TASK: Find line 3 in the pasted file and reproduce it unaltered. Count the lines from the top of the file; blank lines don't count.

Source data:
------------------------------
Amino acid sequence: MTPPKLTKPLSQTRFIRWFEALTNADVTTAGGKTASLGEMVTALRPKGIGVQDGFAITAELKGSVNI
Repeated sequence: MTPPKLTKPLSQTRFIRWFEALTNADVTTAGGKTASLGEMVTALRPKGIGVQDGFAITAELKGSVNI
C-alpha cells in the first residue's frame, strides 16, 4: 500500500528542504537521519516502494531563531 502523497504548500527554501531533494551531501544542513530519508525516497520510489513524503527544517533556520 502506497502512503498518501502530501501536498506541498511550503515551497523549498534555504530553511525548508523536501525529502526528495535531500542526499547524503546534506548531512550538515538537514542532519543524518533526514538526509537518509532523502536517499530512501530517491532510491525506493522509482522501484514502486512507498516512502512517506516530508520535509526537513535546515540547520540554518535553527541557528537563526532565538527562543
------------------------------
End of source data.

C-alpha cells in the first residue's frame, strides 16, 4: 500500500528542504537521519516502494531563531 502523497504548500527554501531533494551531501544542513530519508525516497520510489513524503527544517533556520 502506497502512503498518501502530501501536498506541498511550503515551497523549498534555504530553511525548508523536501525529502526528495535531500542526499547524503546534506548531512550538515538537514542532519543524518533526514538526509537518509532523502536517499530512501530517491532510491525506493522509482522501484514502486512507498516512502512517506516530508520535509526537513535546515540547520540554518535553527541557528537563526532565538527562543